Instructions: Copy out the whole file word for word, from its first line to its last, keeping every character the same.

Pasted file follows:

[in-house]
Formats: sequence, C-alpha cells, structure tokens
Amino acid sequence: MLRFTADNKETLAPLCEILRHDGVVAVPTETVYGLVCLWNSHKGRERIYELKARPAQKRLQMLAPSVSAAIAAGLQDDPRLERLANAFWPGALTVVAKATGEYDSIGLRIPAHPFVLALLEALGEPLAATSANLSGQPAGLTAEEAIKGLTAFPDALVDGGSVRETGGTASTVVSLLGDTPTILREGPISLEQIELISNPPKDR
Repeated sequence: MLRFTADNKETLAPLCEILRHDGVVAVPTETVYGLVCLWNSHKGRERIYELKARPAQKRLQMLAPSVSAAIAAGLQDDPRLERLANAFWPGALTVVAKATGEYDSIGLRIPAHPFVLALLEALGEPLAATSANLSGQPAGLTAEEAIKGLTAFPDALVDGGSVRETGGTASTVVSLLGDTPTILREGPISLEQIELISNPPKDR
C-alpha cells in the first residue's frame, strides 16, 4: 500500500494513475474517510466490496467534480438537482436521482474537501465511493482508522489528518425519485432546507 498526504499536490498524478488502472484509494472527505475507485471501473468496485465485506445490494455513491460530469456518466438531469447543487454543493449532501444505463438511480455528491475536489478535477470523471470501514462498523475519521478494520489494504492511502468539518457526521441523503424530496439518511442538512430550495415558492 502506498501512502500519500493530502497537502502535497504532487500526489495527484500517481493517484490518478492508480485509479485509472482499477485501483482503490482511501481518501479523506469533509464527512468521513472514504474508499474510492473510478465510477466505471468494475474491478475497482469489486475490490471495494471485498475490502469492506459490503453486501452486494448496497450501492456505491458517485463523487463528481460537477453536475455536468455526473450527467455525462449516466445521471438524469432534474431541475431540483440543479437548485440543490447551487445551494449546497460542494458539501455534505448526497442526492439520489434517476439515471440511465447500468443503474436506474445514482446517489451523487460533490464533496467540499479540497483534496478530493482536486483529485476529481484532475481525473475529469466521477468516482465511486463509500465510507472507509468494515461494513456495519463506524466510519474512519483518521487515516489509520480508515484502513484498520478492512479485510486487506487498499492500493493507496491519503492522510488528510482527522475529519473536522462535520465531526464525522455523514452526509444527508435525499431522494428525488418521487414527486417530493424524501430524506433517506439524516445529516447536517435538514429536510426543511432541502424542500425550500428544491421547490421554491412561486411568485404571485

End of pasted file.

[in-house]
Formats: sequence, C-alpha cells, structure tokens
Amino acid sequence: MLRFTADNKETLAPLCEILRHDGVVAVPTETVYGLVCLWNSHKGRERIYELKARPAQKRLQMLAPSVSAAIAAGLQDDPRLERLANAFWPGALTVVAKATGEYDSIGLRIPAHPFVLALLEALGEPLAATSANLSGQPAGLTAEEAIKGLTAFPDALVDGGSVRETGGTASTVVSLLGDTPTILREGPISLEQIELISNPPKDR
Repeated sequence: MLRFTADNKETLAPLCEILRHDGVVAVPTETVYGLVCLWNSHKGRERIYELKARPAQKRLQMLAPSVSAAIAAGLQDDPRLERLANAFWPGALTVVAKATGEYDSIGLRIPAHPFVLALLEALGEPLAATSANLSGQPAGLTAEEAIKGLTAFPDALVDGGSVRETGGTASTVVSLLGDTPTILREGPISLEQIELISNPPKDR
C-alpha cells in the first residue's frame, strides 16, 4: 500500500494513475474517510466490496467534480438537482436521482474537501465511493482508522489528518425519485432546507 498526504499536490498524478488502472484509494472527505475507485471501473468496485465485506445490494455513491460530469456518466438531469447543487454543493449532501444505463438511480455528491475536489478535477470523471470501514462498523475519521478494520489494504492511502468539518457526521441523503424530496439518511442538512430550495415558492 502506498501512502500519500493530502497537502502535497504532487500526489495527484500517481493517484490518478492508480485509479485509472482499477485501483482503490482511501481518501479523506469533509464527512468521513472514504474508499474510492473510478465510477466505471468494475474491478475497482469489486475490490471495494471485498475490502469492506459490503453486501452486494448496497450501492456505491458517485463523487463528481460537477453536475455536468455526473450527467455525462449516466445521471438524469432534474431541475431540483440543479437548485440543490447551487445551494449546497460542494458539501455534505448526497442526492439520489434517476439515471440511465447500468443503474436506474445514482446517489451523487460533490464533496467540499479540497483534496478530493482536486483529485476529481484532475481525473475529469466521477468516482465511486463509500465510507472507509468494515461494513456495519463506524466510519474512519483518521487515516489509520480508515484502513484498520478492512479485510486487506487498499492500493493507496491519503492522510488528510482527522475529519473536522462535520465531526464525522455523514452526509444527508435525499431522494428525488418521487414527486417530493424524501430524506433517506439524516445529516447536517435538514429536510426543511432541502424542500425550500428544491421547490421554491412561486411568485404571485